Watch Industry Braces For Historic Downturn HoDinkee proclaims. That’s like saying a car crash victim lying by the side of the road is bracing for impact. Dude, the downturn is here. Last month, Swiss watch exports fell by a staggering 81 percent. There’s no sign of a “revenge shopping” recovery. The real economy is in the tank. Ho’ writer Joe Thompson offers us a piercing glimpse into the obvious, then shares the following eye-opening prediction . . .
The steep downturn will take a toll on the Swiss watch industry. Oliver Müller of LuxeConsult expects 30 to 60 brands to go out of business.
This is not the first time we’ve heard that estimate. watchpro.com teased with Swiss watchmakers file for bankruptcy as Coronavirus impact bites – without telling us which watchmakers bit the dust.
Nor did Mr. Corder hazard a guess which watch brands will bite the dust. So here’s some no-holds-barred speculation on the post-Coronageddon watch industry landscape . . .
The key factor here – that none of the watch industry media cheerleaders are mentioning: the rise of the Apple Watch.
appleinsider.com reports that Apple shipped 30.7 million units worldwide in 2019, up 36 percent from 22.5 million in 2018, outselling the entire Swiss watch industry. Worse still for Swiss (and Japanese) watchmakers: 75 percent of those customers were first-timers.
Worse still for Swiss (and Japanese) watchmakers, businessinsider.com reports that “Apple shipped 7.6 million smartwatches worldwide in the first quarter of 2020, according to recent data from Strategy Analytics, an increase of 23% compared to 6.2 million in the first quarter of 2019.”
This while the Swiss watch industry went into a Coronacoma.
Not to put too fine a point on it, the rise and rise of the Apple Watch and its ilk (Garmin, Fitbit, Galaxy, etc.) doom all but a handful of low end traditional watch brands. Switzerland makes nothing like the Apple Watch at any price – and certainly not at an average price of around $350.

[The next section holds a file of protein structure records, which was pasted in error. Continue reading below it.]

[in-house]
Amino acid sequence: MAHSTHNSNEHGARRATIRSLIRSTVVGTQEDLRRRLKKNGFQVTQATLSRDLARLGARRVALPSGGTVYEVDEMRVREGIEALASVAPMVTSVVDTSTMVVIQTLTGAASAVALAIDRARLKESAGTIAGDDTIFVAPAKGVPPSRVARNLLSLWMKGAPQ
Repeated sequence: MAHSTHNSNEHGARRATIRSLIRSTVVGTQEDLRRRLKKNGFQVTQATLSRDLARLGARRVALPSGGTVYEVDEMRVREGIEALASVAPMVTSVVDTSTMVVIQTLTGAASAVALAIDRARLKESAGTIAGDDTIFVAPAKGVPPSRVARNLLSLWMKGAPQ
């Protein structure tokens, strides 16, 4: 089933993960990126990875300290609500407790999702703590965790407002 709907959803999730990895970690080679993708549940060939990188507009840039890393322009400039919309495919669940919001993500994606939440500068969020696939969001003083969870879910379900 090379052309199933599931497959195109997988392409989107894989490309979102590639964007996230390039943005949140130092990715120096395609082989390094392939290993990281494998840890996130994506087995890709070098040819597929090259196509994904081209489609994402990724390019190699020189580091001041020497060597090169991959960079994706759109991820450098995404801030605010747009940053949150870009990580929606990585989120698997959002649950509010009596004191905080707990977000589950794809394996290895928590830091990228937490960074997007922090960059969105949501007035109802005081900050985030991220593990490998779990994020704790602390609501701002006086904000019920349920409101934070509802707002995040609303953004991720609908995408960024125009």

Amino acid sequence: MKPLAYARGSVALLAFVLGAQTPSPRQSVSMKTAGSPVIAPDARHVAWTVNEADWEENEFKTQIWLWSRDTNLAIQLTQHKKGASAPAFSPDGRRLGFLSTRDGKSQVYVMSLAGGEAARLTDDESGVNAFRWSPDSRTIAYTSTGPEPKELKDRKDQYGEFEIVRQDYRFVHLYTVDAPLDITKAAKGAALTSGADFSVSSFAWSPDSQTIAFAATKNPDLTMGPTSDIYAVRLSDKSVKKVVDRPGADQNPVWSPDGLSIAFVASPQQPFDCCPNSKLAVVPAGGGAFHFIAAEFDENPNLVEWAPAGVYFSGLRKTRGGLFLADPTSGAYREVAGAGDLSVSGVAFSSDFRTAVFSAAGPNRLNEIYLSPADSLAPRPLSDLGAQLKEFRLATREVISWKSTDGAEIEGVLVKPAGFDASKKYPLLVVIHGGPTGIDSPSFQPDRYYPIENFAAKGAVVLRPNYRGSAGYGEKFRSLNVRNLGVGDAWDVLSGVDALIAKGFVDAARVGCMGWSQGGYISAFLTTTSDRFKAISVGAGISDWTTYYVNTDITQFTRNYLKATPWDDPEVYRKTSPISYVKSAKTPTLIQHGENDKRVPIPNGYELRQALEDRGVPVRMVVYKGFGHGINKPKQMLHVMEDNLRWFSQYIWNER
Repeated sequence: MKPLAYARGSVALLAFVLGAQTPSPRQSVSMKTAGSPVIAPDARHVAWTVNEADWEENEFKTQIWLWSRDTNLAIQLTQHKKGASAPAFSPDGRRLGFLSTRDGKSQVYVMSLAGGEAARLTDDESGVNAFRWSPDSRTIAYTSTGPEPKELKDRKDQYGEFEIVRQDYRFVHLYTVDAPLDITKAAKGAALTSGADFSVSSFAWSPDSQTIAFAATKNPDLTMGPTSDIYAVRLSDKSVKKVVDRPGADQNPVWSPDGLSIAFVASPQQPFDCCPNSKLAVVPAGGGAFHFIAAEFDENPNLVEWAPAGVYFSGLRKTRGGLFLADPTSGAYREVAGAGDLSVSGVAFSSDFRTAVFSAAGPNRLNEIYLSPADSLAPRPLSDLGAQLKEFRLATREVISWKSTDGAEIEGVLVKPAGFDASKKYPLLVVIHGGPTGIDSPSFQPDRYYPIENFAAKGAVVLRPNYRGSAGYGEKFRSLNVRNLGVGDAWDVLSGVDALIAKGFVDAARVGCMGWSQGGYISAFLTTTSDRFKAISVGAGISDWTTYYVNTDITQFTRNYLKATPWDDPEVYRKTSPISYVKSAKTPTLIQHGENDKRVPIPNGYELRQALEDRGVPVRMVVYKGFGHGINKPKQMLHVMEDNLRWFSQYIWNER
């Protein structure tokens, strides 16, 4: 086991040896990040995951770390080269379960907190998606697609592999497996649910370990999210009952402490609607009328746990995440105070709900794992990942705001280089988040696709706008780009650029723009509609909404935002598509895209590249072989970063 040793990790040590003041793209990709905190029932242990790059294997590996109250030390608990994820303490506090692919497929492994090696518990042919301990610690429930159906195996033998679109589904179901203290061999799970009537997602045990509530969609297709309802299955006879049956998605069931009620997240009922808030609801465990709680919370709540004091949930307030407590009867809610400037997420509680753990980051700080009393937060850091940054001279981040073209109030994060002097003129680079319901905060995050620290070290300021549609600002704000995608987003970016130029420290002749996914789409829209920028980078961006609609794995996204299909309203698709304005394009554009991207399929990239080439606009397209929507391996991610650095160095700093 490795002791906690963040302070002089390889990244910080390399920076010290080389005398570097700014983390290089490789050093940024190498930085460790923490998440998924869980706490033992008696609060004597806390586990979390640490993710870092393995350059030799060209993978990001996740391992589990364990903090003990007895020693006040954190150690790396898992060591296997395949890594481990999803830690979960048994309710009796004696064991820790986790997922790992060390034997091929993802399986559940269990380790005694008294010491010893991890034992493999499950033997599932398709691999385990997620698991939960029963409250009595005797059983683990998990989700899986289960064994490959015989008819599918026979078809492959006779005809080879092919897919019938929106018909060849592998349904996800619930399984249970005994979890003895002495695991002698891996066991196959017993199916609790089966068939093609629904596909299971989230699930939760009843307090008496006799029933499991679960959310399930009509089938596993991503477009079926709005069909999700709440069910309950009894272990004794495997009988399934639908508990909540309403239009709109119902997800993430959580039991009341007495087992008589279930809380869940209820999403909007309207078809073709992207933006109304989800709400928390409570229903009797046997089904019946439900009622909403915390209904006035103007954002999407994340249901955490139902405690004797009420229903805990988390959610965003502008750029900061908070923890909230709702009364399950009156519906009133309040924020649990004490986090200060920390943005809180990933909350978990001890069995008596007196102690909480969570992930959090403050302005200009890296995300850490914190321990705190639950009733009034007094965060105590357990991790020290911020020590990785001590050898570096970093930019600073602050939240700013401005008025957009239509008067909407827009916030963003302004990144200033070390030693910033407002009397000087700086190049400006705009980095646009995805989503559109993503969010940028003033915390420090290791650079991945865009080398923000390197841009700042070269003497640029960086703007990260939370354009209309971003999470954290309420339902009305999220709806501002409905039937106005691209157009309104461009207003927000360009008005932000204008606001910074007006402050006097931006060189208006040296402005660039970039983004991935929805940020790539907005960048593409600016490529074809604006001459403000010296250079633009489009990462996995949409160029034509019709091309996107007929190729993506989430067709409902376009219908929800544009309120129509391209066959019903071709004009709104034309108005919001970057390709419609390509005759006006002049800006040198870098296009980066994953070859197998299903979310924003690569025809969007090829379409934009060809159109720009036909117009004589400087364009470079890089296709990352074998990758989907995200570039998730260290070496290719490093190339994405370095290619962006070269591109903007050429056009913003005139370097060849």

If you’re a traditional watchmaker operating under $1k you’re staring into the abyss: a fundamental change in consumer tastes in a rapidly contracting market that the COVID-19 pandemic did nothing to reverse, and everything to accelerate.
Who’s for the chop? I reckon brands like Tissot, Movado, Hamilton, Mondaine, Victorinox, Swatch, Timex, Shinola, Invicta, Nixon and Bulova, Braun, Mido, Raymond Weil, Baume & Mercier all face extinction.
Brands at the bottom of this food chain – Nixon, MVMT, Invicta, designer-branded Chinese crap – are also looking at lights out. Seiko, Citizen, Casio and Timex could well be the last brands standing.
Could one of them fail? Mass extinction in the watch industry basement may leave enough resources for all of those competitors. It may not. Which is why Seiko’s moving upmarket and Citizen’s about to launch a smartwatch.
Micro-brand and boutique watch brands using off-the-shelf movements – brands like Farer, Autodromo, anOrdain, Baltic, Gorilla, Brew, Magrette, Monta, BOLDR and Undone – are also in a fight to the death. A horological cage match that will have far more losers than winners. If any.